Reduced longitudinal separation minimum [RLongSM], an ATC pilot program in the North Atlantic, produced no safety events during a nine-month evaluation period last year. “Normal longitudinal separation is ten minutes,” explained Dave Stohr, president of Air Training International. “The trial was running with five minutes between appropriately equipped and approved aircraft.”
FAA Order JO 7110.65 is the manual–some call it the “ATC bible”–that air traffic controllers turn to for guidance about ATC procedures and phraseology. Last week, the Agency updated a few procedures to reflect a change in thinking about speeds and aircraft separation.
For U.S. Part 91 business jet operators that fly to Europe, the upcoming Future Air Navigation System (Fans) mandate means not only new operational procedures but also yet another letter of authorization (LOA) requirement from the FAA. Fans and controller pilot datalink communications (CPDLC) are essentially functions that will be baked into the flight management system (FMS), yet each operator’s implementation of procedures, training and a maintenance program for Fans/CPDLC will need a formal stamp of approval from a local FAA office.
For U.S. airplane owners and operators the simple four-letter acronym RVSM (for reduced vertical separation minimums, the process for reducing to 1,000 feet the separation between airplanes flying above 29,000 feet) signals the beginning of an onerous process to get formal permission from the FAA to fly in what has become an ordinary fashion.
The Australian Transport Safety Bureau (ATSB) is investigating a separation error between two Airbus A330s on March 30 in the far-northwest corner of the continent.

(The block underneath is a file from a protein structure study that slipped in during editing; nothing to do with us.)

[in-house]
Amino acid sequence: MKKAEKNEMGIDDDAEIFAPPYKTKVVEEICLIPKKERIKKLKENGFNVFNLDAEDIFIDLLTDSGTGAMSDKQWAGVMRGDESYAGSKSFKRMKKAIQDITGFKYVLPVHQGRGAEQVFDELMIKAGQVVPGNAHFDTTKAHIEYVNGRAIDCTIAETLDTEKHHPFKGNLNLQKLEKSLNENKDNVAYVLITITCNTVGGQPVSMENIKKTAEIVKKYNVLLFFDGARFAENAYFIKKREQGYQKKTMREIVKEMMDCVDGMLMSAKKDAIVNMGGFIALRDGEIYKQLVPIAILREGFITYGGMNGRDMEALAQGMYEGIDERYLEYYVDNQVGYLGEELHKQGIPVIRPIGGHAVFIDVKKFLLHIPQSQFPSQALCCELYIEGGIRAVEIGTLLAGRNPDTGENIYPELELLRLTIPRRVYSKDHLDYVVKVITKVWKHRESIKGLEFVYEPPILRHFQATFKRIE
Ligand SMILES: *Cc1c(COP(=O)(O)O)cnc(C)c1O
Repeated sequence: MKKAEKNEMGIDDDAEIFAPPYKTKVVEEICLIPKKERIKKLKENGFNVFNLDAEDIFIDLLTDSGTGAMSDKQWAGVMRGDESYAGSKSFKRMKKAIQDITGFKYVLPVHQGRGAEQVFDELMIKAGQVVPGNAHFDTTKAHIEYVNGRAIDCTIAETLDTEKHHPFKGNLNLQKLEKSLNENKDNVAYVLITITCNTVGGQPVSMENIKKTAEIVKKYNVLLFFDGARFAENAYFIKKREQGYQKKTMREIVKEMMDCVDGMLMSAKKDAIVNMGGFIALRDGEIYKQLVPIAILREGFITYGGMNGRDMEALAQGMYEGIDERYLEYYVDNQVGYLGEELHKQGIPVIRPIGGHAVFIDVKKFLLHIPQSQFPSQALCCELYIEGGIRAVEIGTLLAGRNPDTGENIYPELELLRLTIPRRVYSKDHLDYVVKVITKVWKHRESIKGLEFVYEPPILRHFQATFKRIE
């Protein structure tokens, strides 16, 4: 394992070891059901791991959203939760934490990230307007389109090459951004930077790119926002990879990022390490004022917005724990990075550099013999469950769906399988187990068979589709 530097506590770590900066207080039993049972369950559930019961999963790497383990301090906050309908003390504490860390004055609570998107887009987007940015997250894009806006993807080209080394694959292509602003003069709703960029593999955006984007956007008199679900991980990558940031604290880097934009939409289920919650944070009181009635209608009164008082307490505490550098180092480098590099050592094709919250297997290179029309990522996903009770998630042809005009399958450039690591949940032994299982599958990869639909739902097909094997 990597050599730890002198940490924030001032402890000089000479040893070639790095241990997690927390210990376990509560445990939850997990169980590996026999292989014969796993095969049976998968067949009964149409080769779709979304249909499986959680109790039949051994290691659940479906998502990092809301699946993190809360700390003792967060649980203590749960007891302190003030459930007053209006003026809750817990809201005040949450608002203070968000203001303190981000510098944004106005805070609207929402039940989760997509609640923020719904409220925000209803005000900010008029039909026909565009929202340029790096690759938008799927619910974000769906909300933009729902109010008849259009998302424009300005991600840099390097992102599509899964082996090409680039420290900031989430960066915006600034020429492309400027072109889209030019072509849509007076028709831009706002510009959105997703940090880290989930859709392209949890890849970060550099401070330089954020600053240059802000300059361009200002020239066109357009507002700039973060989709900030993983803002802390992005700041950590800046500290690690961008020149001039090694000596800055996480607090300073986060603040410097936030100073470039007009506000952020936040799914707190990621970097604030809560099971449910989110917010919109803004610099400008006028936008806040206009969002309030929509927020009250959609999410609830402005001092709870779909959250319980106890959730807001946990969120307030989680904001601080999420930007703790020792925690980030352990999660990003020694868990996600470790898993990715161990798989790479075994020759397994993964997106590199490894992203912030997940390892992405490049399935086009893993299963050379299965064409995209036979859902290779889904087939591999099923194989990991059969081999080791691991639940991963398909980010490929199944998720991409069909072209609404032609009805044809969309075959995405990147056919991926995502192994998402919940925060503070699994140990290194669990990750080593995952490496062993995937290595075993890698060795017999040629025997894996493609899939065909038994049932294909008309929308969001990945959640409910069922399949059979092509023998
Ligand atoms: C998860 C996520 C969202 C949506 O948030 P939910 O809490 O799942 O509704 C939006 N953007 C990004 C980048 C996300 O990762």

Air traffic controllers traditionally watch out for each other as a group, knowing full well that few people outside towers and radar rooms truly understand the daily pressures of keeping airplanes safely separated. But a report last week shows there just might be a kink in that armor of solidarity.
The FAA has issued Technical Standard Order (TSO) C-195a covering ADS-B Aircraft Surveillance Applications. The TSO means that new ADS-B surveillance applications, both systems and equipment, must meet minimum operational performance standards outlined in RTCA DO-317a, issued December 13 last year.
Like the key air transport sectors that it serves, Honeywell’s worldview is increasingly shifting eastward as markets in the Middle East and Asia continue to show strong growth. And the emphasis of the U.S. group’s technological development work remains focused on trying to ensure that traffic growth can be achieved without compromising safety.
The expected release in December of a proposed rule governing the operation of small unmanned aircraft systems (sUAS) in the U.S. national airspace system (NAS) will be a definitive step in the phased introduction of robotic aircraft in civilian airspace.
Flight trials to demonstrate new procedures intended to improve fuel efficiency and reduce greenhouse gas (GHG) emissions of international flights crossing the North Atlantic have begun.